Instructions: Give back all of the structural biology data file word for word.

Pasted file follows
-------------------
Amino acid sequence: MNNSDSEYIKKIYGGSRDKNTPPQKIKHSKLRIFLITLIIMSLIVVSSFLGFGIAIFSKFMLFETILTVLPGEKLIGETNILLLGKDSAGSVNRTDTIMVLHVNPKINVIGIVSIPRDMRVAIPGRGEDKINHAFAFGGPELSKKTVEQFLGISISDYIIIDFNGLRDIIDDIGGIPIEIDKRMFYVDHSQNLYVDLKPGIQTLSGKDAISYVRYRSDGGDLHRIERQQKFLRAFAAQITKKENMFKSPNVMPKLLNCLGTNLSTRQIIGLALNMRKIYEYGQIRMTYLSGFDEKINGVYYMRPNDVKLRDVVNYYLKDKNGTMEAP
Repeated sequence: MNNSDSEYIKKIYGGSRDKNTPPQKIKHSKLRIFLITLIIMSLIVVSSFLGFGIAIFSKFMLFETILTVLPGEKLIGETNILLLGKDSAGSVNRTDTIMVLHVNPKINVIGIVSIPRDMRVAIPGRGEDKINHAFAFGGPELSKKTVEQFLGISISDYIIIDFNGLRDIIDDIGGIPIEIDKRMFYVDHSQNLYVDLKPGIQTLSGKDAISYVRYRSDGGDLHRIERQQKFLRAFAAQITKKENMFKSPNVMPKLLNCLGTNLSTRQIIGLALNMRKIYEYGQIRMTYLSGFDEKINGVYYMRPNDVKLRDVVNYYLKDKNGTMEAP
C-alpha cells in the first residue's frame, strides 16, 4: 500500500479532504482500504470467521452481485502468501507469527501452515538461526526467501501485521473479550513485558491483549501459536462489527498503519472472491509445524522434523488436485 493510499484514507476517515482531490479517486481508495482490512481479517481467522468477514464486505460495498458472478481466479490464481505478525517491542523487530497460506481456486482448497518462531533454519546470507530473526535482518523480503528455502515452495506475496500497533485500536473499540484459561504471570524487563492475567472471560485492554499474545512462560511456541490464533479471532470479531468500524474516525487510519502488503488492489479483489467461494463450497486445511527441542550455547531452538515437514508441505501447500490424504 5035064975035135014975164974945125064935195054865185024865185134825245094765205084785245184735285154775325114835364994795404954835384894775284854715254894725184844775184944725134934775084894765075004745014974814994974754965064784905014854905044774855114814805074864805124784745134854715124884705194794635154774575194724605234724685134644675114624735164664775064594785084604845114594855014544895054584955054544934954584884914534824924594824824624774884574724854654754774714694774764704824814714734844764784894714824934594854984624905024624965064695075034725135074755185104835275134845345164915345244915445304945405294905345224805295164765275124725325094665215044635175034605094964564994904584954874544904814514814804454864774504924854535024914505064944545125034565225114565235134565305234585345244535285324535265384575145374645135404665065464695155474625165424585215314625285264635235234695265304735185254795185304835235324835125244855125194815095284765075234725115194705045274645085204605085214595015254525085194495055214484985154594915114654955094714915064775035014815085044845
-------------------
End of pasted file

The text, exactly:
Amino acid sequence: MNNSDSEYIKKIYGGSRDKNTPPQKIKHSKLRIFLITLIIMSLIVVSSFLGFGIAIFSKFMLFETILTVLPGEKLIGETNILLLGKDSAGSVNRTDTIMVLHVNPKINVIGIVSIPRDMRVAIPGRGEDKINHAFAFGGPELSKKTVEQFLGISISDYIIIDFNGLRDIIDDIGGIPIEIDKRMFYVDHSQNLYVDLKPGIQTLSGKDAISYVRYRSDGGDLHRIERQQKFLRAFAAQITKKENMFKSPNVMPKLLNCLGTNLSTRQIIGLALNMRKIYEYGQIRMTYLSGFDEKINGVYYMRPNDVKLRDVVNYYLKDKNGTMEAP
Repeated sequence: MNNSDSEYIKKIYGGSRDKNTPPQKIKHSKLRIFLITLIIMSLIVVSSFLGFGIAIFSKFMLFETILTVLPGEKLIGETNILLLGKDSAGSVNRTDTIMVLHVNPKINVIGIVSIPRDMRVAIPGRGEDKINHAFAFGGPELSKKTVEQFLGISISDYIIIDFNGLRDIIDDIGGIPIEIDKRMFYVDHSQNLYVDLKPGIQTLSGKDAISYVRYRSDGGDLHRIERQQKFLRAFAAQITKKENMFKSPNVMPKLLNCLGTNLSTRQIIGLALNMRKIYEYGQIRMTYLSGFDEKINGVYYMRPNDVKLRDVVNYYLKDKNGTMEAP
C-alpha cells in the first residue's frame, strides 16, 4: 500500500479532504482500504470467521452481485502468501507469527501452515538461526526467501501485521473479550513485558491483549501459536462489527498503519472472491509445524522434523488436485 493510499484514507476517515482531490479517486481508495482490512481479517481467522468477514464486505460495498458472478481466479490464481505478525517491542523487530497460506481456486482448497518462531533454519546470507530473526535482518523480503528455502515452495506475496500497533485500536473499540484459561504471570524487563492475567472471560485492554499474545512462560511456541490464533479471532470479531468500524474516525487510519502488503488492489479483489467461494463450497486445511527441542550455547531452538515437514508441505501447500490424504 5035064975035135014975164974945125064935195054865185024865185134825245094765205084785245184735285154775325114835364994795404954835384894775284854715254894725184844775184944725134934775084894765075004745014974814994974754965064784905014854905044774855114814805074864805124784745134854715124884705194794635154774575194724605234724685134644675114624735164664775064594785084604845114594855014544895054584955054544934954584884914534824924594824824624774884574724854654754774714694774764704824814714734844764784894714824934594854984624905024624965064695075034725135074755185104835275134845345164915345244915445304945405294905345224805295164765275124725325094665215044635175034605094964564994904584954874544904814514814804454864774504924854535024914505064944545125034565225114565235134565305234585345244535285324535265384575145374645135404665065464695155474625165424585215314625285264635235234695265304735185254795185304835235324835125244855125194815095284765075234725115194705045274645085204605085214595015254525085194495055214484985154594915114654955094714915064775035014815085044845